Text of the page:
Malaysian ruling party claimed a win yesterday, BUT Malaysians seriously voted for political change after 50 years!
Malaysians clearly want some serious change.
For five decades, Malaysia's ruling national front was enjoying a massive majority (90% of the seat on average). But Malaysians awoke on Sunday to a vastly altered political landscape after voters suddenly and unexpectedly questioned five decades of political status quo and decided it was time for a change.
According to a Reuters today, the result from Saturday's elections were still being counted on Sunday morning, but the protest vote looked to hand an unprecedented five state assemblies to the opposition and cut the coalition's majority in federal parliament to a record low.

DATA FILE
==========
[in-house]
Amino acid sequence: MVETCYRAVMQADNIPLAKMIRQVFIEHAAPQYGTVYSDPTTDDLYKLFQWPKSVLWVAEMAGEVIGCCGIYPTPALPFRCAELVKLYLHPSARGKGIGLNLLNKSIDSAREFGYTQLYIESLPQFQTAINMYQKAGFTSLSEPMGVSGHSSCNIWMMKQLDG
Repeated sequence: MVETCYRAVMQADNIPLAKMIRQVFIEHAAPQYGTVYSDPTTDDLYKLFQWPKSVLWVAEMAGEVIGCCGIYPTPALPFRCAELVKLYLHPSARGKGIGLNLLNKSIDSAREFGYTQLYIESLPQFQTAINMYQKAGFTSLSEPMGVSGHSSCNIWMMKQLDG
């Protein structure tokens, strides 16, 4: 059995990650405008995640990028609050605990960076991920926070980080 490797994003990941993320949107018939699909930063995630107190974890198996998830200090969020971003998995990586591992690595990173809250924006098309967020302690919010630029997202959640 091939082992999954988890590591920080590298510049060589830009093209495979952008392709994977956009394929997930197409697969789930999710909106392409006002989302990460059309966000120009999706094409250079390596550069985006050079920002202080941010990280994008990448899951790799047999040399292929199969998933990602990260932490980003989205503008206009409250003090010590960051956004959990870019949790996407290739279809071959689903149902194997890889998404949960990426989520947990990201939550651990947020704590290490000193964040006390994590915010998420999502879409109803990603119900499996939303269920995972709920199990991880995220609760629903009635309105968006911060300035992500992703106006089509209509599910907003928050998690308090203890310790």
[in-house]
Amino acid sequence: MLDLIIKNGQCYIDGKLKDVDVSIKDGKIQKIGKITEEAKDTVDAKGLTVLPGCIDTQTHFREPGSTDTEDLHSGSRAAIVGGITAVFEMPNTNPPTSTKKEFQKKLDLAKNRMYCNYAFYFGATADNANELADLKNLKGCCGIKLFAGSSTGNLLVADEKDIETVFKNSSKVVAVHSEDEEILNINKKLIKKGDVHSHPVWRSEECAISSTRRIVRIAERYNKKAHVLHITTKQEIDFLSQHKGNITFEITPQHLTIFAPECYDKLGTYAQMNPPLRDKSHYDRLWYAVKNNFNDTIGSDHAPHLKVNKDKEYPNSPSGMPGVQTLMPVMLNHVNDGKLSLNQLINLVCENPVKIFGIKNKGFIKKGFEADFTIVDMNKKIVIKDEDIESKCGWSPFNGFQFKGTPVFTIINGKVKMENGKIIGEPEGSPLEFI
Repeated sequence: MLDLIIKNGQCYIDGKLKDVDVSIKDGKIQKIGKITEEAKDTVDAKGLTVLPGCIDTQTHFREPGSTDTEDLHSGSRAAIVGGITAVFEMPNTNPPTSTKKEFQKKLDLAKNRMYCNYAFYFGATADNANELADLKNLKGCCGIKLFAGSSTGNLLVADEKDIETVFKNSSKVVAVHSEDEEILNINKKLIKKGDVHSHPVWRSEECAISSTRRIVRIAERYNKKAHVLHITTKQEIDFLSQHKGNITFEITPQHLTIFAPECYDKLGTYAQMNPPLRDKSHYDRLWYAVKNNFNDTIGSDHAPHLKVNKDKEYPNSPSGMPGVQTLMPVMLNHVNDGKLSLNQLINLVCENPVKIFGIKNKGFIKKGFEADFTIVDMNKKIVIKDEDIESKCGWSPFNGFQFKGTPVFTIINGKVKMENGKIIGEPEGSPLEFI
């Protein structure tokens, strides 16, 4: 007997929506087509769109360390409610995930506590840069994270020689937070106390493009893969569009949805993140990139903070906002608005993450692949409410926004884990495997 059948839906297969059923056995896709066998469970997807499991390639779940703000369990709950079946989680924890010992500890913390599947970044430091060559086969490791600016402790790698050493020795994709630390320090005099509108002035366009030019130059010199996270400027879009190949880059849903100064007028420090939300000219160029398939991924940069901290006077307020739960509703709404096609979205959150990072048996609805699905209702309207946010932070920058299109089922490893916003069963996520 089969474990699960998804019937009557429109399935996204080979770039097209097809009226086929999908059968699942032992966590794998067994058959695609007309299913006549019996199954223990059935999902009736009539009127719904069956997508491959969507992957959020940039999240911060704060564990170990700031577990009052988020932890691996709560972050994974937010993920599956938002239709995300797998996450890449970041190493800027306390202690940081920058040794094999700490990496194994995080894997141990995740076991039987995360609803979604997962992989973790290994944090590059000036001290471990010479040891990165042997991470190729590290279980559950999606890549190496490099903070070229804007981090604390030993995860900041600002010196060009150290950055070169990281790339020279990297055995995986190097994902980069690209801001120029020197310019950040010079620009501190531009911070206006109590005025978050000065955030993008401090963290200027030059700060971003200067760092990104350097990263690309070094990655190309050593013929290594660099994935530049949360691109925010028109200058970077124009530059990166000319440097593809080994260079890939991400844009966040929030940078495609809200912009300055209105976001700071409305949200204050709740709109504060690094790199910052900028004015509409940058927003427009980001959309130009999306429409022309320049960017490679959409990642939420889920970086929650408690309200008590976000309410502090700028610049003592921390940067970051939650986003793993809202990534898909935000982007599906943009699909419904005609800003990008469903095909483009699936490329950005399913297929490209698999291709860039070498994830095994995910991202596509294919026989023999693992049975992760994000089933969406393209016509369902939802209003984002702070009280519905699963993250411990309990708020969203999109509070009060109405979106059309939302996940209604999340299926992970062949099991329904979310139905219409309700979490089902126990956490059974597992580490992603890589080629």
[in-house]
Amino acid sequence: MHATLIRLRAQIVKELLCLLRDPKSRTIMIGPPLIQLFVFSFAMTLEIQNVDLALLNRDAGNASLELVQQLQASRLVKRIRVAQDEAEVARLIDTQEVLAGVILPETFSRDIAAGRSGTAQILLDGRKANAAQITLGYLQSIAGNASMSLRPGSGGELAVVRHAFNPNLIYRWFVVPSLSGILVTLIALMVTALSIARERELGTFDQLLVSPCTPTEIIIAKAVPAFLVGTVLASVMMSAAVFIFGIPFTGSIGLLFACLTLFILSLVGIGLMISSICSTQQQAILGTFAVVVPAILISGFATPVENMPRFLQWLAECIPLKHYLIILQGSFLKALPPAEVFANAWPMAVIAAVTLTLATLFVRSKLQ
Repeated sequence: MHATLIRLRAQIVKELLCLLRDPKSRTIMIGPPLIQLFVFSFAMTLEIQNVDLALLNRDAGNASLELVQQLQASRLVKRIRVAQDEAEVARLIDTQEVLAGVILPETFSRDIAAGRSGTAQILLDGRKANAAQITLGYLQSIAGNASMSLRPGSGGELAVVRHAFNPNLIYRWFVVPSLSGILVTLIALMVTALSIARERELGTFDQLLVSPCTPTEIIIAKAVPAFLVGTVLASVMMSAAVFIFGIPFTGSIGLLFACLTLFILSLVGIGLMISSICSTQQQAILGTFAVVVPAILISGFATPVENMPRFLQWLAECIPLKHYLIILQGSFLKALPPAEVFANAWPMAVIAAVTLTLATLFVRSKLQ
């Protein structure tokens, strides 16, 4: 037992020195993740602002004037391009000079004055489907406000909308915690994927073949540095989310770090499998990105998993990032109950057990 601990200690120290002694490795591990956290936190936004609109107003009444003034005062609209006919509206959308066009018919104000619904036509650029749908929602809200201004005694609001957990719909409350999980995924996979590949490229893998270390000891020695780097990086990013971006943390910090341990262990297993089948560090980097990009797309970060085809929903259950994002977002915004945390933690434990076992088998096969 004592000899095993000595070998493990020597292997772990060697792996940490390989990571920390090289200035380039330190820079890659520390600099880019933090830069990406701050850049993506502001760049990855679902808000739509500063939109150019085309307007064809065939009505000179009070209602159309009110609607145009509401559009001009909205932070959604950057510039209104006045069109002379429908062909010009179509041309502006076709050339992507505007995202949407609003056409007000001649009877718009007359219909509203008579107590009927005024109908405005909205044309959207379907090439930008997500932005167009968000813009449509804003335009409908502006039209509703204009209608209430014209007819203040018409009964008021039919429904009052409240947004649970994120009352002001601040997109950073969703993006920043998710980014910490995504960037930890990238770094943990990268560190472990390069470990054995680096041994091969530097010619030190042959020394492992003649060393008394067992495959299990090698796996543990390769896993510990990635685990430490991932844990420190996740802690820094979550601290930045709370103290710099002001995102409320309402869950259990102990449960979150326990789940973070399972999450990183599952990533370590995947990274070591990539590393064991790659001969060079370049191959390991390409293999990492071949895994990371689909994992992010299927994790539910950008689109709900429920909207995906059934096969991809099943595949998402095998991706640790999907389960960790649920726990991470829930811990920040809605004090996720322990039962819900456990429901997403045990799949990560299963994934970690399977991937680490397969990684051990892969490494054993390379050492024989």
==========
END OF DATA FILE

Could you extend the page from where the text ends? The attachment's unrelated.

Oppositon leader, Annuar Ibrahim, (was once accused and jailed for being a "homo") is writing a new chapter, redefining a new moment. There is no doubt that the national front has suffered a serious setback -- security fears.
The last time when the party lost in the Parliament in 1969, a state of emergency was declared, and at least 200 people were killed.
Malaysia is definitely a great place to do business and the government has been business friendly. Regardless of political party, we expect these good things to continue because it is good for their constituents and good for the export-oriented economy.
Economists said foreign investors may stay on the sidelines in the short-term to see how the opposition strength would influence economic policies. There are a lot of uncertainties, a lot of risks, but it may turn out positive. It can be a catalyst for change in the right direction.